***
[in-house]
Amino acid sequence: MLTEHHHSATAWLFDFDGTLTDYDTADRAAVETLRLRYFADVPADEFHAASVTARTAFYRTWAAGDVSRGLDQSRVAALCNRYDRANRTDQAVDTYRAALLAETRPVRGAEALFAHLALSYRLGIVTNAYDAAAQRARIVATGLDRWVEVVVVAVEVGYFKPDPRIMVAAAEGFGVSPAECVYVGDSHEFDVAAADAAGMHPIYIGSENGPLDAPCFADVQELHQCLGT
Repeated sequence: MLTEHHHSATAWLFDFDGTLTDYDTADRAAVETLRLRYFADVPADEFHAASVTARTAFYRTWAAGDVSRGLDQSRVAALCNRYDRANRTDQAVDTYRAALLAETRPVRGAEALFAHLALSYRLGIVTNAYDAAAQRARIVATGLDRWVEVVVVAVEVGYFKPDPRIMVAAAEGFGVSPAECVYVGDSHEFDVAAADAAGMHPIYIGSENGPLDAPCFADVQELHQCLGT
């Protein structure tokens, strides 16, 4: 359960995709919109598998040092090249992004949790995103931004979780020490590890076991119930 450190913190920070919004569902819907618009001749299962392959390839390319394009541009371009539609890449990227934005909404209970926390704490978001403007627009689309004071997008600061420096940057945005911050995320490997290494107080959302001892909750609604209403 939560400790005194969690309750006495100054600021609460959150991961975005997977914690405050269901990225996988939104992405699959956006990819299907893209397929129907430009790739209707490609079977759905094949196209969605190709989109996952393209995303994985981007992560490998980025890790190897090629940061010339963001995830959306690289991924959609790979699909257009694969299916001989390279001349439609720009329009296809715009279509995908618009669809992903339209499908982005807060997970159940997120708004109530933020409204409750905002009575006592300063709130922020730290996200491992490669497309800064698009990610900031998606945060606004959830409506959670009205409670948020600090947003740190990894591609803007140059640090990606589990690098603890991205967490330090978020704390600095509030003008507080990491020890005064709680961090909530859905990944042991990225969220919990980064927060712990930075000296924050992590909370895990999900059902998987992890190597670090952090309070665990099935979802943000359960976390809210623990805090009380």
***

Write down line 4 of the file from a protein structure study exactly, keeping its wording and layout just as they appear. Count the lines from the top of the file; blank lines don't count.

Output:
């Protein structure tokens, strides 16, 4: 359960995709919109598998040092090249992004949790995103931004979780020490590890076991119930 450190913190920070919004569902819907618009001749299962392959390839390319394009541009371009539609890449990227934005909404209970926390704490978001403007627009689309004071997008600061420096940057945005911050995320490997290494107080959302001892909750609604209403 939560400790005194969690309750006495100054600021609460959150991961975005997977914690405050269901990225996988939104992405699959956006990819299907893209397929129907430009790739209707490609079977759905094949196209969605190709989109996952393209995303994985981007992560490998980025890790190897090629940061010339963001995830959306690289991924959609790979699909257009694969299916001989390279001349439609720009329009296809715009279509995908618009669809992903339209499908982005807060997970159940997120708004109530933020409204409750905002009575006592300063709130922020730290996200491992490669497309800064698009990610900031998606945060606004959830409506959670009205409670948020600090947003740190990894591609803007140059640090990606589990690098603890991205967490330090978020704390600095509030003008507080990491020890005064709680961090909530859905990944042991990225969220919990980064927060712990930075000296924050992590909370895990999900059902998987992890190597670090952090309070665990099935979802943000359960976390809210623990805090009380």